AUTHOR & ARTIST: WILLIAM GROPPER | PUBLISHER: THE NEW YORK REVIEW OF BOOKS | FORMAT: HARDBACK | RELEASE DATE: OUT NOW
Certain works become impervious to in-depth critical examination when they slump into a lengthily out-of-print status that allows them to gain a particular aura around them, a legendary status. There’s the joy for new readers then in discovering a work that time has deemed to become a ‘great lost classic’ as it were, when that work is brought back into the public conscious. Such a mind-set can be applied to cartoonist/painter William Gropper’s Alay-Oop. A prototype of the graphic novel medium long before the two words were put together, Gropper’s only graphic novel was originally released in 1930, and was greeted with an elusive response due to the Great Depression taking its stranglehold on America just as the book came out, securing its sense of mystique in the decades to come. Now revived thanks to New York Review Comics, we can now enjoy this warm, witty snapshot of the daily lives of performing artists framed against a working class backdrop.
Alay-Oop highlights Gropper’s talents as a cartoonist via its wordless structure. Each drawing encompasses an entire page, which lends Alay-Oop a vintage, serialised flavour, as if this was a story originally published throughout any number of the many left-wing newspapers and magazines the radically-minded Gropper forged his artistic talents in. The comic focuses on a trio of working class folk in the circus world, two acrobatic performers and an operatic singer, who live a shared existence in the crowded slum-esque houses of the big city. The wordless story invokes the notion that these characters are perhaps meant to be enjoyed as blank slates, reflections of other working class performers living equally downtrodden lives. It’s a testament to Gropper’s visually-driven story-telling abilities that Alay-Oop gains a transcendent feel, that this could be just one of many other similar stories.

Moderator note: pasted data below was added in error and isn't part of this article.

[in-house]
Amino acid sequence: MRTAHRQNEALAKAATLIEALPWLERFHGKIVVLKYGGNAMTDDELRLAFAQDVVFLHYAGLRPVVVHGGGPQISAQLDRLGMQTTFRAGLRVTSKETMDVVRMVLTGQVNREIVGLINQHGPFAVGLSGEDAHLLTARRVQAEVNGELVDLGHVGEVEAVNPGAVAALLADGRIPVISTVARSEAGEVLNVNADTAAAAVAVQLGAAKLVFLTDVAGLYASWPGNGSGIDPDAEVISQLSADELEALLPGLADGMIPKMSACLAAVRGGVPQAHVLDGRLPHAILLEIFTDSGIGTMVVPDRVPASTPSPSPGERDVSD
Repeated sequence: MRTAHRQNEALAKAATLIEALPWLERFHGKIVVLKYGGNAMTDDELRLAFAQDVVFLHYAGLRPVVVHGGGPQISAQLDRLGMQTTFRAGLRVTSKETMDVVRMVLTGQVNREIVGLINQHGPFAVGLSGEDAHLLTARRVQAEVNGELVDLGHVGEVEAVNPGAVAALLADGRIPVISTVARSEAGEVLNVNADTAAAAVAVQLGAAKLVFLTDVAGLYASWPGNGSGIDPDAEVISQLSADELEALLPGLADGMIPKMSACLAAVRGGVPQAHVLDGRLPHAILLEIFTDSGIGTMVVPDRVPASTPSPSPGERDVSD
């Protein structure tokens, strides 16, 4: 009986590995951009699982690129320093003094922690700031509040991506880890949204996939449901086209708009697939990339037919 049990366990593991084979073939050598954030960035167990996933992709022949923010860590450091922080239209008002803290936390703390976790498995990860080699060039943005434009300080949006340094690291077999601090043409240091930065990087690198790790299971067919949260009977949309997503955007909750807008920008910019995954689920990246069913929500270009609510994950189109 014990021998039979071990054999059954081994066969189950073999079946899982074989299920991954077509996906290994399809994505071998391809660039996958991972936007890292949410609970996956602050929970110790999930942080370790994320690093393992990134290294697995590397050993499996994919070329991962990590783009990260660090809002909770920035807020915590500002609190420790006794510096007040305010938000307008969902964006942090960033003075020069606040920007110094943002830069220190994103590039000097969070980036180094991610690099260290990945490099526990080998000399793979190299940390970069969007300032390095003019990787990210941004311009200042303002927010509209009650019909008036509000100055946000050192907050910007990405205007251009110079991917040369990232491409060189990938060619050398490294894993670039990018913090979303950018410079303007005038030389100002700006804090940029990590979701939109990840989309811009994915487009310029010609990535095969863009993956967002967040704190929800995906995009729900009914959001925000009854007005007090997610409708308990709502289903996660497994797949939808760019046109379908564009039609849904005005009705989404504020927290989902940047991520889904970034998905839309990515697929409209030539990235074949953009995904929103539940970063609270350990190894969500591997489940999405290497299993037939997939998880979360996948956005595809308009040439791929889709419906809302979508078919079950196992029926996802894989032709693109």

Gropper’s art is finely tuned and exquisitely expressionistic thanks to its socialist leanings. A tamed manner of chaos radiates from page to page, as Gropper illustrates Alay-Oop with a tasteful, urban vigour. So much character leaps out of every page, and in such a spry fashion. Gropper’s pencilling has the air of being bashed out in a frenzy, yet his detailing is at odds in how considered and preciseit is. They make up a hugely enjoyably visual whole that gives Alay-Oop a sense of nimble craftsmanship.
Alay-Oop’s story boasts an elegant ease in its flow. Gropper grants the comic a more experimental vibe via a frantic, dense dream sequence that clashes with the otherwise whimsical nature of the comic. Elsewhere, Gropper’s narrative gains an unexpected depth as the nameless trio find their lives pulled apart as they succumb to pressures of family life. Gropper communicates these turbulent lifestyles in a manner that elevates the surface-level aesthetic of Alay-Oop into something more tangible.
Alay-Oop is a comic that’s justified in being impervious. The hyper stylised art is forged in Gropper’s political background, while the overall comic is rooted in working class undertones that give it a depth and an edge. Even if it weren’t for its many literary and sequential merits, it would be worth seeking out as a foreshadower of the graphic novel medium. A most welcome unearthing from the New York Review Comics’ stable of graphic literature.
CLICK PIC FOR WHERE TO BUY